Image: Hans Splinter (Flickr, used under a CC BY-ND 3.0)
Topic: Neolithic diet
The appearance of farming, from its inception in the Near East around 12 000 years ago to the northwestern extremes of Europe by the fourth millennium BCE or shortly thereafter has led to various models being created to explain the Neolithisation of northern Europe; however, resolving these different scenarios has proved problematic due to poor faunal preservation and a need to have a quantitative methodology to examine disparate locations.
New research by archaeologists and chemists from the University of Bristol and Cardiff University published in Proceedings of the Royal Society B attempts to answer the question of dietary change utilising multiple evidence strands, which qualitatively and quantitatively maps subsistence dietary change in the north-east Atlantic archipelagos from the Late Mesolithic into the Neolithic and up to 1400 CE
Cross disciplinary techniques
To do so the researchers had to use cross disciplinary techniques to investigate and sample millions of bone fragments and over 1000 ceramic cooking pots. The model involved investigating sites with hunter–gatherer–fisher influences tested against one of the dominant adoptions of farming using a novel suite of lipid biomarkers and stable carbon isotope signatures of individual fatty acids preserved in cooking vessels.
The team, led by Professor Richard Evershed of the University of Bristol’s School of Chemistry, developed new techniques in an effort to identify fish oils in the pots. Their findings, together with archaeozoological and human skeletal analysis explored by the Cardiff group led by Dr Jacqui Mulville, confirmed that a drop in marine resource usage by early farmers coincided with with the adoption of intensive dairy farming, with more than 99 per cent of the earliest farmer’s cooking pots lacking any marine derived residues.
Human bone collagen contains a unique chemical signature for those eating seafood; while the early fisher folk possessed this signature it was lacking in the later farmers, which backed up the lack of marine residues in the pottery.
Seafood not important to neolithic farmers
Lead author of the study, Dr Lucy Cramp said: “The absence of lipid residues of marine foods in hundreds of cooking pots is really significant. It certainly stacks up with the skeletal isotope evidence to provide a clear picture that seafood was of little importance in the diets of the Neolithic farmers of the region.”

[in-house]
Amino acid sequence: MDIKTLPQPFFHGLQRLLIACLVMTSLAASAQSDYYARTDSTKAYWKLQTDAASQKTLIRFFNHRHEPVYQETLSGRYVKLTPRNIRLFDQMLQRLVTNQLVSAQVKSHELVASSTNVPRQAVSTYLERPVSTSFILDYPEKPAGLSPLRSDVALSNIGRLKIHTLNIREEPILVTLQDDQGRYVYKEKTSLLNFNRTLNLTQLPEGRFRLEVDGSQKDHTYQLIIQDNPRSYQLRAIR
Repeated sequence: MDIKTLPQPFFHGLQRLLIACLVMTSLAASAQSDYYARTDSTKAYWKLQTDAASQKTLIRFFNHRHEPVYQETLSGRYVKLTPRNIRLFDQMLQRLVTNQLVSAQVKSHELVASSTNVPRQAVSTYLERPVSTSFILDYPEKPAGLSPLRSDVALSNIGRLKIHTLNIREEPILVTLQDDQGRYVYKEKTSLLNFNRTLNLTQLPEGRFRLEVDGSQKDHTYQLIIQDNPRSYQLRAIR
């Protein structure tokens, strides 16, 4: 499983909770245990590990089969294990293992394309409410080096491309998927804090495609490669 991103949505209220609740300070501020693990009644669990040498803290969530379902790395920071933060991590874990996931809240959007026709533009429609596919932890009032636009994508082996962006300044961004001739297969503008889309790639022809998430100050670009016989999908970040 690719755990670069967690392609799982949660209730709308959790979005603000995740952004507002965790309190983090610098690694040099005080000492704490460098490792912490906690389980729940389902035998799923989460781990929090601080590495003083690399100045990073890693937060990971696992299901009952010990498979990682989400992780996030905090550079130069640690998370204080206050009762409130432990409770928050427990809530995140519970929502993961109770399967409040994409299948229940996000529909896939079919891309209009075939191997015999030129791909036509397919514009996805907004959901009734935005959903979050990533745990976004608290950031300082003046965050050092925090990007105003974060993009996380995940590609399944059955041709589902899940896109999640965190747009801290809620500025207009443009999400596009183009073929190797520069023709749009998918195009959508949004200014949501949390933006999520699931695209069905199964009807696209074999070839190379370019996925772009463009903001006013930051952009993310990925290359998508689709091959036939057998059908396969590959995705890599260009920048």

Over 1,000 cooking pots were examined for lipid deposts such as this early Neolithic carinated bowl from Knocknab, Dumfries and Galloway. Image Alison Sheridon, NMS
The Bristol team used a compound-specific carbon isotope technique they have developed to identify the actual fats preserved in the cooking pots, showing that dairy products dominated the menu right across Britain and Ireland as soon as cattle and sheep arrived.
The ability to milk animals was a revolution in food production as, for the first time humans did not have to kill animals to obtain food. As every farmer knows, milking stock requires a high level of skill and knowledge. In view of this, team member, Alison Sheridan from National Museums Scotland concludes that: “The use of cattle for dairy products from the earliest Neolithic confirms the view that farming was introduced by experienced immigrants.”
New diet based around dairying
Viewed together the findings show that Early British hunters ate a diet rich in venison and wild boar as well as eating quantities of sea food, including seals and shellfish. With the introduction of domestic animals some 6,000 years ago they quickly gave up wild foods and fishing was largely abandoned with people adopting a new diet based around dairying.